Construction is slated to begin this week on a permanent supportive housing project near East Washington Avenue, moving forward Madison’s and Dane County’s commitment to housing first initiatives.
Developed by affordable housing manager Heartland Housing Inc., the four-story, 60-unit building at 709 Rethke Ave. will provide studio apartments for formerly homeless single adults and supportive services for those individuals. It was supposed to get started a month ago, but an unexpected budget shortfall pushed the closing date back to this month.
Community Development Division Director Jim O’Keefe said budget issues are not uncommon for a project of this magnitude, in this case stemming from unexpected Davis-Bacon Act requirements, which involve contractor pay and reporting requirements.
Heartland Housing Director of Real Estate Development Nadia Underhill said there was discussion about whether the Davis-Bacon Act requirements would apply and they needed a bit more time than they had hoped to put together those details with the contractor. The requirements left the project with an approximately $450,000 gap.
“It added some cost to the project and then they needed a little bit of time to close that budget gap,” O’Keefe said.
Underhill said they were able to mostly close the budget gap with increased participation from the investor, deferring a larger portion of the developer’s fee and tightening the design scope slightly. Madison then contributed the remaining $100,000 to close the gap out of its affordable housing fund, allowing the developer to move forward with the project.
That is in addition to the $2 million included in the 2015 budget for the project, consisting of $1,050,000 in general obligation borrowing, plus $950,000 from Dane County. The project also secured federal tax credits from the Wisconsin Housing and Economic Development Authority.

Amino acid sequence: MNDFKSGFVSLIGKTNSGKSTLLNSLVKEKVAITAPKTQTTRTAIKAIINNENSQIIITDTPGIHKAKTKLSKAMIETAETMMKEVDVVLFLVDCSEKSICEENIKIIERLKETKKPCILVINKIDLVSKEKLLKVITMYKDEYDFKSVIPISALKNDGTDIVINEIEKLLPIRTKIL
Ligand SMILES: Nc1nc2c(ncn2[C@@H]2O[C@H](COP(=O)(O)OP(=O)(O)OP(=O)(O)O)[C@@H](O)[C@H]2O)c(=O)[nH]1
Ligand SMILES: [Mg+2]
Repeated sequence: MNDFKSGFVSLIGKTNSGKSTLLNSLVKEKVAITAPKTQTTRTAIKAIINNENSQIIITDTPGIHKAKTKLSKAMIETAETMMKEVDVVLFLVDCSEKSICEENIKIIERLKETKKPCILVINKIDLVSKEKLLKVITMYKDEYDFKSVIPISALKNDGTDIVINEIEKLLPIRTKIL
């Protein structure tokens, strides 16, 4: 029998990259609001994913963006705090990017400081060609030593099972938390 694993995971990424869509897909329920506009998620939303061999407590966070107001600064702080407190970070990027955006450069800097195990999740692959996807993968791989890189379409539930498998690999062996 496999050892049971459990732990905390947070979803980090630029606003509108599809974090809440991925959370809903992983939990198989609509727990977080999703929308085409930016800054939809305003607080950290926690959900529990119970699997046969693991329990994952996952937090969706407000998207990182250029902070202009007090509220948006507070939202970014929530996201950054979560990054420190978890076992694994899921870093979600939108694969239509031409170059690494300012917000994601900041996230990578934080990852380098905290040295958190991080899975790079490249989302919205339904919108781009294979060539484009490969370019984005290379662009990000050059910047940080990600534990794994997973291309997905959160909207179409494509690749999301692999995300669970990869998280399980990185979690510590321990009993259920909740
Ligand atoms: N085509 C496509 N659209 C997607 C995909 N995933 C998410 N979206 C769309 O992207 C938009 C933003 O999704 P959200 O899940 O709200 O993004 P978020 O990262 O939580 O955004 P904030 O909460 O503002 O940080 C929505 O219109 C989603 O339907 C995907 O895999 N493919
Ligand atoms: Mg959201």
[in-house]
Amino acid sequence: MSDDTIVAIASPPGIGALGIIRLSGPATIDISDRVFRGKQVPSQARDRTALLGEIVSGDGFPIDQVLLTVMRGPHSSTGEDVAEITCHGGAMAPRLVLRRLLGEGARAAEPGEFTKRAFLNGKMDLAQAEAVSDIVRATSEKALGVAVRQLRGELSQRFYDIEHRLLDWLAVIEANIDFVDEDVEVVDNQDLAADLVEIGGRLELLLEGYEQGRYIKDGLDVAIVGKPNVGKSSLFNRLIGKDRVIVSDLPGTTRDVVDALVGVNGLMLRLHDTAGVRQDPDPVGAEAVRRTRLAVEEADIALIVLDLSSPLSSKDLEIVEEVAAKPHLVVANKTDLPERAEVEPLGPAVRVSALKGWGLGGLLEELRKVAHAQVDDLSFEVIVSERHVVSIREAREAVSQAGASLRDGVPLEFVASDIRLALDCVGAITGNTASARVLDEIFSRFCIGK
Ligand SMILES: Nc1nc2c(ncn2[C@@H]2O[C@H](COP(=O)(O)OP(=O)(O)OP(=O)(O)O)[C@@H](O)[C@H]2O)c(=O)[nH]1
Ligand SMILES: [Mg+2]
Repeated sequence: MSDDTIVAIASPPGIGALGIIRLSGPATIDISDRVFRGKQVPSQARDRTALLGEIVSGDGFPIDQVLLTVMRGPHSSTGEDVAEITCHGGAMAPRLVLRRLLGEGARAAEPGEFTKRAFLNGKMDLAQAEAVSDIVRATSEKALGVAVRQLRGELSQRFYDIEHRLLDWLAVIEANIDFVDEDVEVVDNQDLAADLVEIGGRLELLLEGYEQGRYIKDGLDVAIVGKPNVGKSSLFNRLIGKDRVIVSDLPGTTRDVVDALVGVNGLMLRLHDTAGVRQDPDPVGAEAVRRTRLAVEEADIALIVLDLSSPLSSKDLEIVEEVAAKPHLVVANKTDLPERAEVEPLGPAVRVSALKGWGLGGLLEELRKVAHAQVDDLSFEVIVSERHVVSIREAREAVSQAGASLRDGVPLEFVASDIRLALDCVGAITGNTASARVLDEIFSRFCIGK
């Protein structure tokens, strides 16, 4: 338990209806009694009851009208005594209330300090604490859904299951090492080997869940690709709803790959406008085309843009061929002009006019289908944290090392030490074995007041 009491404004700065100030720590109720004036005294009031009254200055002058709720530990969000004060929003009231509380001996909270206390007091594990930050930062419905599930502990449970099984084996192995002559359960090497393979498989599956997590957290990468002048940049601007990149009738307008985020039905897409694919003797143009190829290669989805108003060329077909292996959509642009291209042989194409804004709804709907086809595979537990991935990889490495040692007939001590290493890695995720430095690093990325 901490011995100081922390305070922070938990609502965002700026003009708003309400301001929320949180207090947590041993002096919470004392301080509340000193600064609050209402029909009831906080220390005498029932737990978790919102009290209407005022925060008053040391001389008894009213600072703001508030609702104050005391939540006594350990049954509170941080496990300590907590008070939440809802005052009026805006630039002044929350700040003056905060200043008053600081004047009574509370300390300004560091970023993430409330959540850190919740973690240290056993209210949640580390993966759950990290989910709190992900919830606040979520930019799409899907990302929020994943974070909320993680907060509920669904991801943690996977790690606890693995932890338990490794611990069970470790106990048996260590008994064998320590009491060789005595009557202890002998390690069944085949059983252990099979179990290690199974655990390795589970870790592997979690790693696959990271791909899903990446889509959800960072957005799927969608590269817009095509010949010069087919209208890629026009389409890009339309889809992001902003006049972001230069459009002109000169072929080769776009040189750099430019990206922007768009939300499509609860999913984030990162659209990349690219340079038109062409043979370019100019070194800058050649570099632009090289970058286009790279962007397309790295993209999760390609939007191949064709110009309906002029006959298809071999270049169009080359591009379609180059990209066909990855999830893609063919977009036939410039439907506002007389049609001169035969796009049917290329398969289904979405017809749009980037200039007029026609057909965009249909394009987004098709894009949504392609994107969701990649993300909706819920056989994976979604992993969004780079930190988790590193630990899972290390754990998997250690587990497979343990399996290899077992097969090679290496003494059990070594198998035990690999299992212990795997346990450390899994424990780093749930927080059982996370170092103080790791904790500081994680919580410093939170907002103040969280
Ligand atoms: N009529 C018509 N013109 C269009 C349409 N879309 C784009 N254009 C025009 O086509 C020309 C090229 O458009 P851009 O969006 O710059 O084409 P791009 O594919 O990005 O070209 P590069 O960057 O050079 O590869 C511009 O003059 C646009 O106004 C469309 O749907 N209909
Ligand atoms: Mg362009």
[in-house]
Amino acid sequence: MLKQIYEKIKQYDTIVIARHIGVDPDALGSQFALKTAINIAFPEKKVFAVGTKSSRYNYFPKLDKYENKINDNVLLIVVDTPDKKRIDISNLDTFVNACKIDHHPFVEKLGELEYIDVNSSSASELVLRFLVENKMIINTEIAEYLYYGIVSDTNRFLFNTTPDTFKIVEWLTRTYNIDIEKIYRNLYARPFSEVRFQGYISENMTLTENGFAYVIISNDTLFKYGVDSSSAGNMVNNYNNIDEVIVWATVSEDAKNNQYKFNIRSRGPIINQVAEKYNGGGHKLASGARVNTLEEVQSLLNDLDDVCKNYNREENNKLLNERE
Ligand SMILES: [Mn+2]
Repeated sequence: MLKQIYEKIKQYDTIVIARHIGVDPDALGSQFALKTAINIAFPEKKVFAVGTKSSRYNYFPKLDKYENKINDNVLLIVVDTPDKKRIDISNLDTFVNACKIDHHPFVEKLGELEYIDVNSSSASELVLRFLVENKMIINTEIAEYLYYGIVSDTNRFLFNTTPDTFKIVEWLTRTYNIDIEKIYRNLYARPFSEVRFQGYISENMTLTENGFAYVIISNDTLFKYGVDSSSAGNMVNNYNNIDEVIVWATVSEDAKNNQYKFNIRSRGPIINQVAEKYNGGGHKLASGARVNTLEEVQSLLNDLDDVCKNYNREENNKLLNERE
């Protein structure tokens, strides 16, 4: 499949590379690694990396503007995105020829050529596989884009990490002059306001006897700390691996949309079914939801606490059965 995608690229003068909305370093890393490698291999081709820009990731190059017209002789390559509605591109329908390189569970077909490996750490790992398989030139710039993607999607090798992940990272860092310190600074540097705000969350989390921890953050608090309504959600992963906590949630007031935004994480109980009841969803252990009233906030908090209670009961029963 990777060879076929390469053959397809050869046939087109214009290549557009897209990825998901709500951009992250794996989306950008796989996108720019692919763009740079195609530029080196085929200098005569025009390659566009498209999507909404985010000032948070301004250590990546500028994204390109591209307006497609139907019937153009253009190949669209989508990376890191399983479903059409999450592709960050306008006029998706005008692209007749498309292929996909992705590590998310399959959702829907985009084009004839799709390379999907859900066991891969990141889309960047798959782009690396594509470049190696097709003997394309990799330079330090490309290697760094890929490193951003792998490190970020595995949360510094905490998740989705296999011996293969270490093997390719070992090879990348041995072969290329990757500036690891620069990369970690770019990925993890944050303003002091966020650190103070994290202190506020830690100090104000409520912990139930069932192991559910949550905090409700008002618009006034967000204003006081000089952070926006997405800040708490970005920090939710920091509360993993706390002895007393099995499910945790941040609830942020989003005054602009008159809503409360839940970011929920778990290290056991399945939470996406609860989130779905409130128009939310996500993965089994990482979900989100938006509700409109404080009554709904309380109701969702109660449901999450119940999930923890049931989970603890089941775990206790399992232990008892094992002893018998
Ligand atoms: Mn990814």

“We had hoped that the project could be completed and for residents to be occupying the property as early as February or March of next year, so this may push that back a little bit,” O’Keefe said.
He said it’s unclear how much time they will be able to make up, but Heartland Housing is still anticipating occupancy in the late first quarter or early second quarter of next year.
“We don’t think it’s going to significantly impact the timeline,” Underhill said. “There’s a lot of opportunities to make up the time that was delayed during construction.”
The development will include offices for service providers, a commercial grade teaching kitchen, a community room and other shared spaces. The non-residential areas will be available for use by outside organizations.
For selecting residents, the details are still being determined, but O’Keefe said the process will rely largely on information from a registry that the community, city and service agencies are in the process of developing. The housing will then offer sustained support services for the residents, addressing physical health, mental health, unemployment, transportation and other needs, O’Keefe said.
“It’s the first of what we hope will be at least five projects like it,” O’Keefe said.
Heartland Housing has proposed another “phase two” project on Tree Lane in partnership with the YWCA, but that project did not get tax credits from WHEDA this year. Underhill said they will continue to flesh out the design for that project and work with the city and county on zoning and land use before applying for the next round of tax credits.
“We’re really excited for this partnership and to be part of a solution to Madison’s work to end homelessness,” Underhill said.